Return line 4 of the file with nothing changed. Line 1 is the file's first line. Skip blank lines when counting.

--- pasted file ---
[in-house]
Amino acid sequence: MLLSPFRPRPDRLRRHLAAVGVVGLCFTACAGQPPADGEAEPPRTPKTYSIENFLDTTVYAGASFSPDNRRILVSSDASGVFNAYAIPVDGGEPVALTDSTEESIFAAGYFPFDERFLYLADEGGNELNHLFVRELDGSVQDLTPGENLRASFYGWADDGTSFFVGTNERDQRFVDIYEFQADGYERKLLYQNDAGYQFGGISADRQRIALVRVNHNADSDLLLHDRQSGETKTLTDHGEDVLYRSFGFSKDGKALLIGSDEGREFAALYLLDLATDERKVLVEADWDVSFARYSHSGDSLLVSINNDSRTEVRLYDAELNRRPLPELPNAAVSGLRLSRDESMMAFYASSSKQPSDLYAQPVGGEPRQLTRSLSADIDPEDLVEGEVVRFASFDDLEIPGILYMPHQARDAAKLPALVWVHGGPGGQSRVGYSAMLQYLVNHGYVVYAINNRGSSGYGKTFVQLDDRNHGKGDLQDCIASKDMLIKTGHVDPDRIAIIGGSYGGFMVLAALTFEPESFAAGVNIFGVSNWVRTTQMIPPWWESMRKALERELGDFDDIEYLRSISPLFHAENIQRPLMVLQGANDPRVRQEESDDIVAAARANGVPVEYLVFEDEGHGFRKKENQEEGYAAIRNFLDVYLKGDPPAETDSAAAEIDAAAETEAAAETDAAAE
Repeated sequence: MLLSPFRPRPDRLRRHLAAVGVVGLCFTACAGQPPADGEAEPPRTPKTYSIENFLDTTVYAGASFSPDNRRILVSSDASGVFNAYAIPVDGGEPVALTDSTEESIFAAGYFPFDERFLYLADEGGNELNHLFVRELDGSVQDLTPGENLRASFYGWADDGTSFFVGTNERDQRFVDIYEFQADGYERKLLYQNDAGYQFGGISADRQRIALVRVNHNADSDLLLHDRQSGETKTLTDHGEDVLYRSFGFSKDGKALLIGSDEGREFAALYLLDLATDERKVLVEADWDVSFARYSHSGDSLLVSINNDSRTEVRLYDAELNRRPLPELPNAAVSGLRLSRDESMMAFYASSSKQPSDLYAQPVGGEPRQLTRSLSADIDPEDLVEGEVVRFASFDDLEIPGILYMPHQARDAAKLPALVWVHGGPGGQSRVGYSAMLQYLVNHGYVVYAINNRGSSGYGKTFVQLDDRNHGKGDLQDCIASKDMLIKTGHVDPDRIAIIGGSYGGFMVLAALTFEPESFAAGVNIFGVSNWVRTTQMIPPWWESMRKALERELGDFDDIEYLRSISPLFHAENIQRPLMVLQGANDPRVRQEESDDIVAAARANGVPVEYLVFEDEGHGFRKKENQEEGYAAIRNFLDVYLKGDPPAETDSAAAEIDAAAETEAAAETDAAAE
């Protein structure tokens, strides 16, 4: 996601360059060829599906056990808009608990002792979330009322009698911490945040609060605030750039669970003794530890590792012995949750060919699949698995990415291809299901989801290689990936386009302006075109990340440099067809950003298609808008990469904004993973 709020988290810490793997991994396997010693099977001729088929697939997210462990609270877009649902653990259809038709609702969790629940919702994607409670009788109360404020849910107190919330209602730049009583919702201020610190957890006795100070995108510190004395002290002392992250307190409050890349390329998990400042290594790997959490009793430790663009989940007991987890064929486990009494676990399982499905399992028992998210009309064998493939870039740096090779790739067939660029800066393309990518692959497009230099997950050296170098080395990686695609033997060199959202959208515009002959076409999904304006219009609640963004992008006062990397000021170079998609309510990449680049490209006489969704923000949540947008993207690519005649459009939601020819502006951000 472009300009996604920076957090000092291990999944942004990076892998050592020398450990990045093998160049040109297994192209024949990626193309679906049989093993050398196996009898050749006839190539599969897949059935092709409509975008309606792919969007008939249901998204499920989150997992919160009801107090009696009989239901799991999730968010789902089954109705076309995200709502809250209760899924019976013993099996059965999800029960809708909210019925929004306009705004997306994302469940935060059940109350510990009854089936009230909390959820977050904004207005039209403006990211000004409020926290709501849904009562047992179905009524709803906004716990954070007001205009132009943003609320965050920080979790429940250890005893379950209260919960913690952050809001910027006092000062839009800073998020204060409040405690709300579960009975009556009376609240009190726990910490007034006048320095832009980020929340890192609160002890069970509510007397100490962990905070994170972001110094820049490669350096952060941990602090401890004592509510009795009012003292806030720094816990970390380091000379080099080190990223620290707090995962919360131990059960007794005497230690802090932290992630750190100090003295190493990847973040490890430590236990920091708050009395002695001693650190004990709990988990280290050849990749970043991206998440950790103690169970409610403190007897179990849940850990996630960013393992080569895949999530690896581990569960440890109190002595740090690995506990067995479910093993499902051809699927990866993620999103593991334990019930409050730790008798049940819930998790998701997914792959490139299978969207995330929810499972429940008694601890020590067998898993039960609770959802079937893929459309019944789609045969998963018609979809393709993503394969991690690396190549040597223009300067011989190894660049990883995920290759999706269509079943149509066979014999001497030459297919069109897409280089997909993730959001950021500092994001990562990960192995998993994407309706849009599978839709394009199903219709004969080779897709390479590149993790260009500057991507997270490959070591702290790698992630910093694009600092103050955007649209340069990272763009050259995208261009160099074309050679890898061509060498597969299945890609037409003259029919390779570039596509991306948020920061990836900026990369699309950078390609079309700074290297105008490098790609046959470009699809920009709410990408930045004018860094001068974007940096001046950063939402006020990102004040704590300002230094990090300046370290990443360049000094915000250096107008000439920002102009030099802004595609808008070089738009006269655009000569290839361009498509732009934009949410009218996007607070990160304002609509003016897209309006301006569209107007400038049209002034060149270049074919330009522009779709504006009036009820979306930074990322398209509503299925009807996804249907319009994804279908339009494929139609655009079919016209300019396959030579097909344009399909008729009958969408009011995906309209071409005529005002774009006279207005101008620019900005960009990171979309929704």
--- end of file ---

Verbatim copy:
């Protein structure tokens, strides 16, 4: 996601360059060829599906056990808009608990002792979330009322009698911490945040609060605030750039669970003794530890590792012995949750060919699949698995990415291809299901989801290689990936386009302006075109990340440099067809950003298609808008990469904004993973 709020988290810490793997991994396997010693099977001729088929697939997210462990609270877009649902653990259809038709609702969790629940919702994607409670009788109360404020849910107190919330209602730049009583919702201020610190957890006795100070995108510190004395002290002392992250307190409050890349390329998990400042290594790997959490009793430790663009989940007991987890064929486990009494676990399982499905399992028992998210009309064998493939870039740096090779790739067939660029800066393309990518692959497009230099997950050296170098080395990686695609033997060199959202959208515009002959076409999904304006219009609640963004992008006062990397000021170079998609309510990449680049490209006489969704923000949540947008993207690519005649459009939601020819502006951000 472009300009996604920076957090000092291990999944942004990076892998050592020398450990990045093998160049040109297994192209024949990626193309679906049989093993050398196996009898050749006839190539599969897949059935092709409509975008309606792919969007008939249901998204499920989150997992919160009801107090009696009989239901799991999730968010789902089954109705076309995200709502809250209760899924019976013993099996059965999800029960809708909210019925929004306009705004997306994302469940935060059940109350510990009854089936009230909390959820977050904004207005039209403006990211000004409020926290709501849904009562047992179905009524709803906004716990954070007001205009132009943003609320965050920080979790429940250890005893379950209260919960913690952050809001910027006092000062839009800073998020204060409040405690709300579960009975009556009376609240009190726990910490007034006048320095832009980020929340890192609160002890069970509510007397100490962990905070994170972001110094820049490669350096952060941990602090401890004592509510009795009012003292806030720094816990970390380091000379080099080190990223620290707090995962919360131990059960007794005497230690802090932290992630750190100090003295190493990847973040490890430590236990920091708050009395002695001693650190004990709990988990280290050849990749970043991206998440950790103690169970409610403190007897179990849940850990996630960013393992080569895949999530690896581990569960440890109190002595740090690995506990067995479910093993499902051809699927990866993620999103593991334990019930409050730790008798049940819930998790998701997914792959490139299978969207995330929810499972429940008694601890020590067998898993039960609770959802079937893929459309019944789609045969998963018609979809393709993503394969991690690396190549040597223009300067011989190894660049990883995920290759999706269509079943149509066979014999001497030459297919069109897409280089997909993730959001950021500092994001990562990960192995998993994407309706849009599978839709394009199903219709004969080779897709390479590149993790260009500057991507997270490959070591702290790698992630910093694009600092103050955007649209340069990272763009050259995208261009160099074309050679890898061509060498597969299945890609037409003259029919390779570039596509991306948020920061990836900026990369699309950078390609079309700074290297105008490098790609046959470009699809920009709410990408930045004018860094001068974007940096001046950063939402006020990102004040704590300002230094990090300046370290990443360049000094915000250096107008000439920002102009030099802004595609808008070089738009006269655009000569290839361009498509732009934009949410009218996007607070990160304002609509003016897209309006301006569209107007400038049209002034060149270049074919330009522009779709504006009036009820979306930074990322398209509503299925009807996804249907319009994804279908339009494929139609655009079919016209300019396959030579097909344009399909008729009958969408009011995906309209071409005529005002774009006279207005101008620019900005960009990171979309929704």